In physics the concept of moments has nothing to do with time but is rather a measure of the energy in a system. Moments, or the torque of a force, about a turning point are measured in Newton meters (Nm). Moments capture the turning effect that a force (measured in Newtons, N) has. Whether a force can turn an object depends on the size of the force and the perpendicular distance the force is applied from the turning point.
Moments are important to calculate when estimating the effect of a force on a system. For example, a force applied perpendicularly to the hinges of a door will cause the door to open or close. If the force is not perpendicular to the turning point (i.e. it is applied aligned with the hinge direction) then the door will not move. Neither will it move if the size of the force is zero. Otherwise the door will move.
The moment of a force can be calculated by multiplying the force (F) by the perpendicular distance to the force from the turning point (d). For example, a 10N force operating at a perpendicular distance of 0.50m from the turning point would have a moment of 10 multiplied by 0.5 giving a moment of 5.0Nm.
The principle of moments is about the equilibrium of a system. When a system is in balance the forces in the system are equal and the energy is constant. The system is stable because of the balanced forces, or moments in the system. The principle states that "When an object is in equilibrium the sum of the anticlockwise moments about a turning point must be equal to the sum of the clockwise moments.” (see physicsnet.co.uk)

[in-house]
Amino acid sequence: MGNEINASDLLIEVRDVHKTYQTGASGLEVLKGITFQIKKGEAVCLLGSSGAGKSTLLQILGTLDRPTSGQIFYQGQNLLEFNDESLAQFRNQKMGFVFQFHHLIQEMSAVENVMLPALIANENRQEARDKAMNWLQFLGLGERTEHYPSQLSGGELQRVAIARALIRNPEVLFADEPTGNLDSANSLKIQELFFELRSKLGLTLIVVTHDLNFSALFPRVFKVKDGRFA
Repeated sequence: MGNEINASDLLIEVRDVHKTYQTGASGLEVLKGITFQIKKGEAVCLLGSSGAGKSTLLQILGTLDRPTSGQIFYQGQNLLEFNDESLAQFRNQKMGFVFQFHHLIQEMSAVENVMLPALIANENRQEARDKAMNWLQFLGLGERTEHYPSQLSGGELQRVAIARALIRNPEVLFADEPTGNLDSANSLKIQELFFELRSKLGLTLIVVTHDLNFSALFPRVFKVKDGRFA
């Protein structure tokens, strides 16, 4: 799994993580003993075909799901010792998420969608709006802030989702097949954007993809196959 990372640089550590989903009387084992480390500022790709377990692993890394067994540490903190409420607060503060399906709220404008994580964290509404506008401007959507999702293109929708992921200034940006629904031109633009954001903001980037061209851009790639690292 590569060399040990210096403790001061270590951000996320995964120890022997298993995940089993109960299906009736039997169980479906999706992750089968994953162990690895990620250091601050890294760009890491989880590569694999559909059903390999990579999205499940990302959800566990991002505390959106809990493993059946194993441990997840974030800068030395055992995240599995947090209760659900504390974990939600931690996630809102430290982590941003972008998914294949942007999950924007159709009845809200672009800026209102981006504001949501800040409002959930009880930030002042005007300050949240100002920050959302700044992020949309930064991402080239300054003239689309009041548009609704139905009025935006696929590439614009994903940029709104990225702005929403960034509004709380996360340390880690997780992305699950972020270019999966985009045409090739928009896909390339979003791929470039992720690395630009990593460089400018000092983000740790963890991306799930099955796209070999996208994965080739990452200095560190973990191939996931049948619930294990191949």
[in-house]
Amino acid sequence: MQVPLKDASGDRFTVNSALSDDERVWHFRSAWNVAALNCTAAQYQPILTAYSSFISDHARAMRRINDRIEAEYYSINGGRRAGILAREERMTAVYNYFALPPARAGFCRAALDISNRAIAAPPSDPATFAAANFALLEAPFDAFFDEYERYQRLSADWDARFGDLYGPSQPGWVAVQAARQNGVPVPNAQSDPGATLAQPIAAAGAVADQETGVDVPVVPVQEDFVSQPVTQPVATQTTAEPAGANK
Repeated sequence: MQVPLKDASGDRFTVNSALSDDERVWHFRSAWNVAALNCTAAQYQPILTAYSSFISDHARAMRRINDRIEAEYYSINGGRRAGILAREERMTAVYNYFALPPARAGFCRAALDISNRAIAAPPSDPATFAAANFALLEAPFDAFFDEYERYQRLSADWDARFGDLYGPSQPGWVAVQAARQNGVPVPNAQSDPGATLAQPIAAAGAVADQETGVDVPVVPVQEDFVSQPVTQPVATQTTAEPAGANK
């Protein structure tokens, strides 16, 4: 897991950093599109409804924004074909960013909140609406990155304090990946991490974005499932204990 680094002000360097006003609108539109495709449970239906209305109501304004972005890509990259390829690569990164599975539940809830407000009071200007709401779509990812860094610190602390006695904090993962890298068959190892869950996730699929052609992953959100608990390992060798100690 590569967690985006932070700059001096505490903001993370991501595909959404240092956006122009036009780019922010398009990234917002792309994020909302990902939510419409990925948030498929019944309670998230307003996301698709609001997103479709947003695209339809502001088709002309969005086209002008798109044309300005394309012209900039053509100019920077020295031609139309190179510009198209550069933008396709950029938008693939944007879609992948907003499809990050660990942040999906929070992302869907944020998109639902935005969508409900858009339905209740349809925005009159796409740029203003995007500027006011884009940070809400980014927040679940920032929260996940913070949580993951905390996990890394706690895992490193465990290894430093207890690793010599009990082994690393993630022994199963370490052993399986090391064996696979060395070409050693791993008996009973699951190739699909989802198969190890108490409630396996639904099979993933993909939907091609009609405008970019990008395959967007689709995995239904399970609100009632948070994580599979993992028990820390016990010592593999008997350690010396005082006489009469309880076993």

The principle of moments explains why a see-saw can be made to balance when two forces (weights) are applied in just the right spots. Normally a see-saw swings up and down as the weights on one end push the see-saw down and the weight the other end reverses the swing. There is no equilibrium and the see-saw moves because of the energy in the system being produced by the weights as forces bearing down around the pivot
The principle of moments can help tell us where to position weights on the see-saw so that it can be made to rest in a stable balanced state. If the weights are equal then they will need to be placed equal distances from the pivot. If the weights are objects of different amounts then the principle can be used to tell us where the weights need to be placed (either nearer or further from the pivot point) to balance the system and achieve equilibrium of its moments.